As we approach the All-Star break — which is well past the halfway point of the 2018 season — we find that half of baseball is playing to form, and the other half is a fun mess.
In the AL, the Red Sox, Astros, and Yankees are on pace for more than 100 wins, a level that has never been reached by three teams in one circuit. The three have all but locked up playoff berths, with the remaining tension being which of the first two will fall into the wild card and be a -200 favorite to advance playing at home with its ace on the mound. (The Astros have just a three-game lead in the West, but Fangraphs gives them a 97% chance of winning it.) The Indians, torn asunder by a bullpen that has gone from best in the game to worst, nevertheless are cruising to an AL Central crown because their division is the worst in baseball history, playing at a .349 clip against teams outside the division. That’s an entire division playing like a 105-loss team over a season.
The one AL playoff spot somewhat up for grabs is the second wild card. The Mariners are a shocking 57-35 thanks to a 26-11 record in one-run games and a 38-13 mark in games decided by one or two runs. That’s probably not sustainable in the second half, but the AL lacks challengers. The Angels, despite Mike Trout having perhaps the best overall season since peak Babe Ruth, has been once again let down by the health and effectiveness of his teammates. Only the A’s are within six games of the Mariners heading into the break. Maybe Moneyball — the A’s have the lowest payroll in baseball — isn’t dead yet. The A’s have surprisingly put the best defense in the AL on the field, despite bringing back most of the personnel from last year’s middling defense.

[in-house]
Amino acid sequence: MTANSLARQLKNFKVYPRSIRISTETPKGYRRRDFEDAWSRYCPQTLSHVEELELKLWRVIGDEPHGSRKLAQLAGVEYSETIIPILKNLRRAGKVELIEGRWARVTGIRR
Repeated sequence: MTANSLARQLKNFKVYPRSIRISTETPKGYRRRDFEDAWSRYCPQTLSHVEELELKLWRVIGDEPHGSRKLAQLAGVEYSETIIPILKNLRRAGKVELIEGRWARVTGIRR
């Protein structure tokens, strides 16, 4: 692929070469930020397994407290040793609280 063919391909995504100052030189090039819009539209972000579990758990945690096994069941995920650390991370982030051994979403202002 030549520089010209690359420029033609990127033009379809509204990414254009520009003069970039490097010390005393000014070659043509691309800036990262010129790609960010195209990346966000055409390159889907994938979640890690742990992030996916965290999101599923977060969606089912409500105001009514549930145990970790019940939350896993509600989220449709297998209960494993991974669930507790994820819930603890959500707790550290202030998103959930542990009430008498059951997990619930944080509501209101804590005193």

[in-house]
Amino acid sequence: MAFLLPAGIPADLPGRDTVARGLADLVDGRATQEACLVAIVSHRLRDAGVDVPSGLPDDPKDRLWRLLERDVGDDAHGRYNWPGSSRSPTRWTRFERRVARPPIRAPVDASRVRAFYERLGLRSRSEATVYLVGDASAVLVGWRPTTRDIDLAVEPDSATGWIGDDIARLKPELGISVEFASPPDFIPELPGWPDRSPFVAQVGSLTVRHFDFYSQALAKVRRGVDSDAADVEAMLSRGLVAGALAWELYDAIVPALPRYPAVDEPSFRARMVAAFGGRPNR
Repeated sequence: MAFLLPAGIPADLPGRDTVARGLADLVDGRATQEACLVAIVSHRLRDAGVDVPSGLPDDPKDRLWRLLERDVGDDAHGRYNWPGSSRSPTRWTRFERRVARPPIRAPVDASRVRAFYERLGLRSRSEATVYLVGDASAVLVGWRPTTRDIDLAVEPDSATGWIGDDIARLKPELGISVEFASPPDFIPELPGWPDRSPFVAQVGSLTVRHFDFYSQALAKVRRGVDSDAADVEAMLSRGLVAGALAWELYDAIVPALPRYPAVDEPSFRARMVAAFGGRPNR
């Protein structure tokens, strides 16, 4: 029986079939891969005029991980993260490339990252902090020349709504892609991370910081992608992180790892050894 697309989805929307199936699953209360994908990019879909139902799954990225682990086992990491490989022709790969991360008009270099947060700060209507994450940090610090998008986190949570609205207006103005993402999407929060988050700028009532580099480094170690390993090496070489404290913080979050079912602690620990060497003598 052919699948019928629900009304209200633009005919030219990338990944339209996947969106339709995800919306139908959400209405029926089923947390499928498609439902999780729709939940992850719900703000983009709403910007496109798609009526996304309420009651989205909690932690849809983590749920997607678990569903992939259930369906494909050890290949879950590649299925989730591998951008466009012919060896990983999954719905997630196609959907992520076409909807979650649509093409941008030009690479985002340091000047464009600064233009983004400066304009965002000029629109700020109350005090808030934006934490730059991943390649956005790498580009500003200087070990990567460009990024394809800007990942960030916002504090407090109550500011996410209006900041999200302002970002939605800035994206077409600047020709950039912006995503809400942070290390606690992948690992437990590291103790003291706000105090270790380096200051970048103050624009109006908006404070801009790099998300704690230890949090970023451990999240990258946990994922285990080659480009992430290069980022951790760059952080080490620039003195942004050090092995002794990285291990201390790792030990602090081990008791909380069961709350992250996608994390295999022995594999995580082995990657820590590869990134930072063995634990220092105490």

The NL has been a lot more strange. Ten of the league’s 15 teams are at or above .500 heading into the break. None of the preseason favorites, the Nationals, Cubs, and Dodgers, are leading their divisions, though all are contending. Young teams like the Braves and Phillies have arrived a year early, bolstered by pitching breakouts like Mike Foltynewicz and Aaron Nola, respectively. Teams that declined to tan…er, “rebuild,” like the Brewers and Giants, are seeing their offseason commitments pay off in the standings.
With these ten teams separated by just 8 1/2 games, though, every single postseason berth is up for grabs, a stark contrast to the College Football Playoff — yawn, who is Bama playing? — atmosphere in the AL. Four AL teams have at least a 99% chance to make the playoffs. No NL team is above 94% (Cubs) and nine have at least a 17% chance, one in six, to crash the dance.
In the end, sure, we can expect the Cubs and Dodgers to take over atop their divisions, and even the Nationals — plagued by injuries to Stephen Strasburg, Daniel Murphy, Sean Doolittle, Adam Eaton and more — are still a good bet to push aside the upstarts. There will be more agita, and a lot of trades, but come October, the game’s powers will once again assert themselves in the NL just as they have in the AL.
Some numbers to take with you into the break:
— The Yankees are on pace to shatter the all-time single-season home-run record, headed for 275. The current record is 264, by the 1997 Seattle Mariners.
— Through July 10, there had been more strikeouts (23,365) than hits (23,068), something that has never happened in baseball history over a full season. Rumors that MLB will create a rule to curtail extreme defensive shifts show only that MLB remains world-class at not seeing what’s in front of it: It’s the strikeouts, stupid.
— The Royals (26-66) and Orioles (26-67) are both winning fewer than 30% of their games, and could get worse at the trade deadline. The most losses ever in a modern season is 120, by the 1962 Mets.
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